Doctors and nurses join forces in call for investment into aged care services, but pharmacists need to be added to the conversation
The Australian Medical Association (AMA), jointly with the Australian Nursing and Midwifery Federation (ANMF), has urged the Federal Government to immediately guarantee quality and safety in aged care, appropriately fund and staff residential aged care facilities, and increase funding for home care packages.
Declaring aged care to be “in crisis”, the organisations launched their campaign in the midst of the ongoing Royal Commission into Aged Care Quality and Safety, which is to deliver its final recommendations to government in November 2020.
AMA President Dr Tony Bartone said Australians should not have to wait for the findings of the Royal Commission before the Government starts investing properly in aged care.
“We can’t wait for that Commission to hand down its findings while older Australians are suffering and being denied access to quality of life – even in the community through the necessary aged care packages,” Dr Bartone said.
The AMA and ANMF called for mandatory minimum staff-to-resident ratios, including ensuring sufficient skilled nurses, an increase in funding for aged care, and an increase in the number of GPs working in aged care.
ANMF President, Annie Butler, pointed out that medication management is an issue in aged care.
“Tony mentioned earlier the average number of medications that people are on in aged care is 9.4 medications,” she told media at a doorstop in front of Parliament House on Monday.
“They are all on those medications because of the complex conditions that these people have, but people need to be able to understand the interactions these medications have, the effects they have, what to do when a medication is working, not working, is having side effects,” she said.
“So it’s critically important once again, that we make sure we have the appropriate workforce in aged care – doctors and nurses and other professionals working together to make sure that we manage these issues.”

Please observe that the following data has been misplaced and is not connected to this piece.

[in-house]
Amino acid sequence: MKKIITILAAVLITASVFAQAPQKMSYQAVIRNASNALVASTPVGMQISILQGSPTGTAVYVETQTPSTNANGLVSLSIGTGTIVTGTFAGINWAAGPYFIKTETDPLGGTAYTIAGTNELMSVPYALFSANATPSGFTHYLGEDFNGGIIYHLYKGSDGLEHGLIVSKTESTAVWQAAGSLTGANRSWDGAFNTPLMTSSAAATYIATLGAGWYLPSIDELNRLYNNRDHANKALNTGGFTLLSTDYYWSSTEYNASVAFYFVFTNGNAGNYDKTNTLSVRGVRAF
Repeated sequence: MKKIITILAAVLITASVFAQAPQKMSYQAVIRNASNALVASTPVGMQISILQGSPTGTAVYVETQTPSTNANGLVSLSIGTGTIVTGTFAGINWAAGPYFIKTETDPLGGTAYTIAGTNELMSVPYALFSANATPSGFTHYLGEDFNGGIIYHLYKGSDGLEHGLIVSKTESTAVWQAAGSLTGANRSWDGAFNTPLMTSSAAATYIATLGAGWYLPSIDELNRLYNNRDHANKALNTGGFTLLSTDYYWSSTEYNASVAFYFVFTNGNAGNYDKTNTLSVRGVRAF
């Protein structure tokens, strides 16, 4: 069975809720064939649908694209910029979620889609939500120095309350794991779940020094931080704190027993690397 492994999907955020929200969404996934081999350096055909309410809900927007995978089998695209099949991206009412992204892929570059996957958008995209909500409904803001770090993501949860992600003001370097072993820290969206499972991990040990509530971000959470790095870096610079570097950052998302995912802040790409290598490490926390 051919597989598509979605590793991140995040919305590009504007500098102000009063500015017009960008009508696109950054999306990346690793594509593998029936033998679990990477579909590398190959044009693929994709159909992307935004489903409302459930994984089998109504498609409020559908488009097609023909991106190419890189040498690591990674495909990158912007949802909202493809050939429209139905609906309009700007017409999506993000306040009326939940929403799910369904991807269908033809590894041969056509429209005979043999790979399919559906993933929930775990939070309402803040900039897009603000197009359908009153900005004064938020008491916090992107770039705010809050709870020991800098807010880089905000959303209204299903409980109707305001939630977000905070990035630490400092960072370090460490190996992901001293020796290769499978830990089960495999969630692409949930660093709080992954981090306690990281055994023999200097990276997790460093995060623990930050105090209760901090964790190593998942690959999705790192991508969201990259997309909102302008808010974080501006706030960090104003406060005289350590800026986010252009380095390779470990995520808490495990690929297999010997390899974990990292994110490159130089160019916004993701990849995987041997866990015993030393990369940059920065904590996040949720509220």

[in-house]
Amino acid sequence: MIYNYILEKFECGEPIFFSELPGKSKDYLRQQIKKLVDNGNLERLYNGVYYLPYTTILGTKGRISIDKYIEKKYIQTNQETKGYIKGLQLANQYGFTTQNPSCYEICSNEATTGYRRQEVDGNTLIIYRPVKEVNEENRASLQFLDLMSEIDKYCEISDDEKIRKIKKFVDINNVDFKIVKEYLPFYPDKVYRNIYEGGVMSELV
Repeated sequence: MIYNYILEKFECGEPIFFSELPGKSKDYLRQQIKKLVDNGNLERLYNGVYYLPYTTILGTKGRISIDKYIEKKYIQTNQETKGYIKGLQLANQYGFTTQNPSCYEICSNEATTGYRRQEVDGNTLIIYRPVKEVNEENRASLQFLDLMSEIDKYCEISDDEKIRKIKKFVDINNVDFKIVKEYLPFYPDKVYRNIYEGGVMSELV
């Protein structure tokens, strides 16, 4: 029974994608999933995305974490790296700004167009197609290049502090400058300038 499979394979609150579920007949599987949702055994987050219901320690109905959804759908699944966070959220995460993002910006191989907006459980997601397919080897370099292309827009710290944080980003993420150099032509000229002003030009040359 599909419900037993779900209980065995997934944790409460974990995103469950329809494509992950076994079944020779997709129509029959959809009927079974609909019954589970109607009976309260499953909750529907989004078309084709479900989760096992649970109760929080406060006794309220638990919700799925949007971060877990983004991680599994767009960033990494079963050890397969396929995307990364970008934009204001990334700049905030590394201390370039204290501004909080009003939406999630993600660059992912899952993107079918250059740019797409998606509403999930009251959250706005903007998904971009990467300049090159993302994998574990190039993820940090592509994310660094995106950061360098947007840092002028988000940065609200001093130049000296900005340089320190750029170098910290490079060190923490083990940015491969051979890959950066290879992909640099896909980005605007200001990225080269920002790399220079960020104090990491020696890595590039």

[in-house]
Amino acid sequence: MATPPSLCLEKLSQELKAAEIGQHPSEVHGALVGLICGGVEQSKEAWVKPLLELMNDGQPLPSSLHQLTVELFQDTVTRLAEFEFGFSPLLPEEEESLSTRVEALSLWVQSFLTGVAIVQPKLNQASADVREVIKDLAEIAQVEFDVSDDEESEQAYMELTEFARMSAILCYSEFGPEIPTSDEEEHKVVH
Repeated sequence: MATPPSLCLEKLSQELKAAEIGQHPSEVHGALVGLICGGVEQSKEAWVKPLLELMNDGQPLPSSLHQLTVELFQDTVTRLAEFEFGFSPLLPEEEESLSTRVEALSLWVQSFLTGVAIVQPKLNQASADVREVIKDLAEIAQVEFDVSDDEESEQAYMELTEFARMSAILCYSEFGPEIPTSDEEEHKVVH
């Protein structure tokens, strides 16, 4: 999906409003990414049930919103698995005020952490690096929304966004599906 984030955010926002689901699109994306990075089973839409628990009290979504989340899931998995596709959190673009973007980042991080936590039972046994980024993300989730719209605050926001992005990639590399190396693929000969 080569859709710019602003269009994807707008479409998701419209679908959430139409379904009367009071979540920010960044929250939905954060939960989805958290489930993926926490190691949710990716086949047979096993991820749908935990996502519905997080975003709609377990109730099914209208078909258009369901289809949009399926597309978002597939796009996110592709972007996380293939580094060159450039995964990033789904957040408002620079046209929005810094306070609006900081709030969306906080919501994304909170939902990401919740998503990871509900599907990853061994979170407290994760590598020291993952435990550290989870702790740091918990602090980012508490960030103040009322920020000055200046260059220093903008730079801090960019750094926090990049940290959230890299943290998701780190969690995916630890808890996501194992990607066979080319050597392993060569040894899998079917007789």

Earlier this year, Australia’s Chief Medical Officer Professor Brendan Murphy told the Royal Commission that embedding pharmacists in aged care facilities was “the highest priority” of the Aged Care Clinical Advisory Committee.
“There is available pharmacy workforce now, and the trial results showed the benefit, and there’s a benefit well beyond psychotropic medication,” he told the Commission, adding that a decision to fund any such program would be in the hands of the future government.
PSA has consistently called for pharmacists to be recognised and embedded wherever medicines are used.
“Pharmacists are of course a crucial part of the healthcare team when it comes to medicines,” a spokesperson told AJP.
“We agree that there is a need for urgent change to funding for aged care, especially in the context of improved safe and quality use of medicines in aged care.”
Pharmacist services are briefly mentioned in the AMA’s submission to the commission, with the organisation pointing out that restrictions via MBS and 6CPA funding create barriers to accessing medication reviews.
“The AMA believes that medication reviews should occur annually, and then on an as-needed basis to ensure medications are appropriate for older people,” it said.
“Pharmacists who work with doctors have an important role in assisting with medication adherence, improving medication management, and providing education about medication safety.”